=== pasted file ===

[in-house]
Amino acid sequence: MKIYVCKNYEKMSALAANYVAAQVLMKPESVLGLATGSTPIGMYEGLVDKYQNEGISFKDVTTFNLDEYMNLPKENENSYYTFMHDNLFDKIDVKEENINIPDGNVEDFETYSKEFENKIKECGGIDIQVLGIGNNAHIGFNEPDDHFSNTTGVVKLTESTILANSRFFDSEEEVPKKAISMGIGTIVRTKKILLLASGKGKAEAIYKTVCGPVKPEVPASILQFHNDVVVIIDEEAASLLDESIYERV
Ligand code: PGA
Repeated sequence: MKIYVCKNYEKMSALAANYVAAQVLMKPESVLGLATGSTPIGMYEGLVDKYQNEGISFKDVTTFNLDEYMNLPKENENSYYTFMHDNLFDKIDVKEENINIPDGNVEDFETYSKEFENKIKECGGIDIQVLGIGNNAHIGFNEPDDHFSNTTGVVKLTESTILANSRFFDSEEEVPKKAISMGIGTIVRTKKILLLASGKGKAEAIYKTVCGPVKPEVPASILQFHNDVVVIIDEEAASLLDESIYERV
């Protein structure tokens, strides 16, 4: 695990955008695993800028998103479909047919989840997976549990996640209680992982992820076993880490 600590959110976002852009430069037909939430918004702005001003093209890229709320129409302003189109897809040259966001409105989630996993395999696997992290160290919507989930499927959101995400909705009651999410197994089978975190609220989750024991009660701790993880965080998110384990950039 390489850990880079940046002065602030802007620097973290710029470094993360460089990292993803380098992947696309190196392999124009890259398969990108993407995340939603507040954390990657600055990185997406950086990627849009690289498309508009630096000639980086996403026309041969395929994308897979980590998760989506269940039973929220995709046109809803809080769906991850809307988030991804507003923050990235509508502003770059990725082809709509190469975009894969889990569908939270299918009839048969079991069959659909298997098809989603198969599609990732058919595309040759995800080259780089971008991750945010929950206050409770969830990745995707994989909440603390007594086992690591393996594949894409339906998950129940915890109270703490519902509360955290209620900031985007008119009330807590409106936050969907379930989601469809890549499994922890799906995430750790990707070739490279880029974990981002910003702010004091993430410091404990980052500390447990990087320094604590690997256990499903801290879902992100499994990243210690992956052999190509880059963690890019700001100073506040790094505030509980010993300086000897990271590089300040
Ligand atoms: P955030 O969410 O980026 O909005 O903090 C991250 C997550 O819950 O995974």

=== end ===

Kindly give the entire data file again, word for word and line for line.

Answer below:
[in-house]
Amino acid sequence: MKIYVCKNYEKMSALAANYVAAQVLMKPESVLGLATGSTPIGMYEGLVDKYQNEGISFKDVTTFNLDEYMNLPKENENSYYTFMHDNLFDKIDVKEENINIPDGNVEDFETYSKEFENKIKECGGIDIQVLGIGNNAHIGFNEPDDHFSNTTGVVKLTESTILANSRFFDSEEEVPKKAISMGIGTIVRTKKILLLASGKGKAEAIYKTVCGPVKPEVPASILQFHNDVVVIIDEEAASLLDESIYERV
Ligand code: PGA
Repeated sequence: MKIYVCKNYEKMSALAANYVAAQVLMKPESVLGLATGSTPIGMYEGLVDKYQNEGISFKDVTTFNLDEYMNLPKENENSYYTFMHDNLFDKIDVKEENINIPDGNVEDFETYSKEFENKIKECGGIDIQVLGIGNNAHIGFNEPDDHFSNTTGVVKLTESTILANSRFFDSEEEVPKKAISMGIGTIVRTKKILLLASGKGKAEAIYKTVCGPVKPEVPASILQFHNDVVVIIDEEAASLLDESIYERV
């Protein structure tokens, strides 16, 4: 695990955008695993800028998103479909047919989840997976549990996640209680992982992820076993880490 600590959110976002852009430069037909939430918004702005001003093209890229709320129409302003189109897809040259966001409105989630996993395999696997992290160290919507989930499927959101995400909705009651999410197994089978975190609220989750024991009660701790993880965080998110384990950039 390489850990880079940046002065602030802007620097973290710029470094993360460089990292993803380098992947696309190196392999124009890259398969990108993407995340939603507040954390990657600055990185997406950086990627849009690289498309508009630096000639980086996403026309041969395929994308897979980590998760989506269940039973929220995709046109809803809080769906991850809307988030991804507003923050990235509508502003770059990725082809709509190469975009894969889990569908939270299918009839048969079991069959659909298997098809989603198969599609990732058919595309040759995800080259780089971008991750945010929950206050409770969830990745995707994989909440603390007594086992690591393996594949894409339906998950129940915890109270703490519902509360955290209620900031985007008119009330807590409106936050969907379930989601469809890549499994922890799906995430750790990707070739490279880029974990981002910003702010004091993430410091404990980052500390447990990087320094604590690997256990499903801290879902992100499994990243210690992956052999190509880059963690890019700001100073506040790094505030509980010993300086000897990271590089300040
Ligand atoms: P955030 O969410 O980026 O909005 O903090 C991250 C997550 O819950 O995974």